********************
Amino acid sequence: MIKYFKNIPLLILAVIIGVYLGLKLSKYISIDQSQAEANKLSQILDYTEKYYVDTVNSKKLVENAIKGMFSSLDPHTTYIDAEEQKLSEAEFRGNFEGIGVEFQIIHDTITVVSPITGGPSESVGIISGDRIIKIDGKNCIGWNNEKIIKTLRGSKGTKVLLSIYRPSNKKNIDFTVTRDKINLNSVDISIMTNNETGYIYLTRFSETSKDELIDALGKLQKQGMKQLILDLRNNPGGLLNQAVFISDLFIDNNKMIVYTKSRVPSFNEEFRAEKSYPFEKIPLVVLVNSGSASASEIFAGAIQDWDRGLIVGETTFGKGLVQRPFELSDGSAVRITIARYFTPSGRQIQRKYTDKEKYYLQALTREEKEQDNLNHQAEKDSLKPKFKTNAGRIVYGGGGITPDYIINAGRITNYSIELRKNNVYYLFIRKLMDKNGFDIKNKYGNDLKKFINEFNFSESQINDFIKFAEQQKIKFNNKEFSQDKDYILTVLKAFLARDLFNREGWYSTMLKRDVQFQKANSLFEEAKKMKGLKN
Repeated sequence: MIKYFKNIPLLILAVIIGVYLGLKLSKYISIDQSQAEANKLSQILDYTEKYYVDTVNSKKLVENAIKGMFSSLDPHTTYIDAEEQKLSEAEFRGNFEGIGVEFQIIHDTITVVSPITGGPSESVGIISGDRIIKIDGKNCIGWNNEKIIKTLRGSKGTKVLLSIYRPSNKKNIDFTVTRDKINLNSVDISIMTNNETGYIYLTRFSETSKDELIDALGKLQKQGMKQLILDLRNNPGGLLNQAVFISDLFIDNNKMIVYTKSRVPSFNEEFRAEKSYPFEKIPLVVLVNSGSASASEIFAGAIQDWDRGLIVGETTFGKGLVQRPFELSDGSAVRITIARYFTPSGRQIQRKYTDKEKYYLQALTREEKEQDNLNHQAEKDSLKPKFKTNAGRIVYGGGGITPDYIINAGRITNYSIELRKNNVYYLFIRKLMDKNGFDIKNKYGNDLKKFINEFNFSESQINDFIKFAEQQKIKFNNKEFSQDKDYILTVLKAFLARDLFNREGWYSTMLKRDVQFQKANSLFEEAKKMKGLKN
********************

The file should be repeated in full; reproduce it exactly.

Amino acid sequence: MIKYFKNIPLLILAVIIGVYLGLKLSKYISIDQSQAEANKLSQILDYTEKYYVDTVNSKKLVENAIKGMFSSLDPHTTYIDAEEQKLSEAEFRGNFEGIGVEFQIIHDTITVVSPITGGPSESVGIISGDRIIKIDGKNCIGWNNEKIIKTLRGSKGTKVLLSIYRPSNKKNIDFTVTRDKINLNSVDISIMTNNETGYIYLTRFSETSKDELIDALGKLQKQGMKQLILDLRNNPGGLLNQAVFISDLFIDNNKMIVYTKSRVPSFNEEFRAEKSYPFEKIPLVVLVNSGSASASEIFAGAIQDWDRGLIVGETTFGKGLVQRPFELSDGSAVRITIARYFTPSGRQIQRKYTDKEKYYLQALTREEKEQDNLNHQAEKDSLKPKFKTNAGRIVYGGGGITPDYIINAGRITNYSIELRKNNVYYLFIRKLMDKNGFDIKNKYGNDLKKFINEFNFSESQINDFIKFAEQQKIKFNNKEFSQDKDYILTVLKAFLARDLFNREGWYSTMLKRDVQFQKANSLFEEAKKMKGLKN
Repeated sequence: MIKYFKNIPLLILAVIIGVYLGLKLSKYISIDQSQAEANKLSQILDYTEKYYVDTVNSKKLVENAIKGMFSSLDPHTTYIDAEEQKLSEAEFRGNFEGIGVEFQIIHDTITVVSPITGGPSESVGIISGDRIIKIDGKNCIGWNNEKIIKTLRGSKGTKVLLSIYRPSNKKNIDFTVTRDKINLNSVDISIMTNNETGYIYLTRFSETSKDELIDALGKLQKQGMKQLILDLRNNPGGLLNQAVFISDLFIDNNKMIVYTKSRVPSFNEEFRAEKSYPFEKIPLVVLVNSGSASASEIFAGAIQDWDRGLIVGETTFGKGLVQRPFELSDGSAVRITIARYFTPSGRQIQRKYTDKEKYYLQALTREEKEQDNLNHQAEKDSLKPKFKTNAGRIVYGGGGITPDYIINAGRITNYSIELRKNNVYYLFIRKLMDKNGFDIKNKYGNDLKKFINEFNFSESQINDFIKFAEQQKIKFNNKEFSQDKDYILTVLKAFLARDLFNREGWYSTMLKRDVQFQKANSLFEEAKKMKGLKN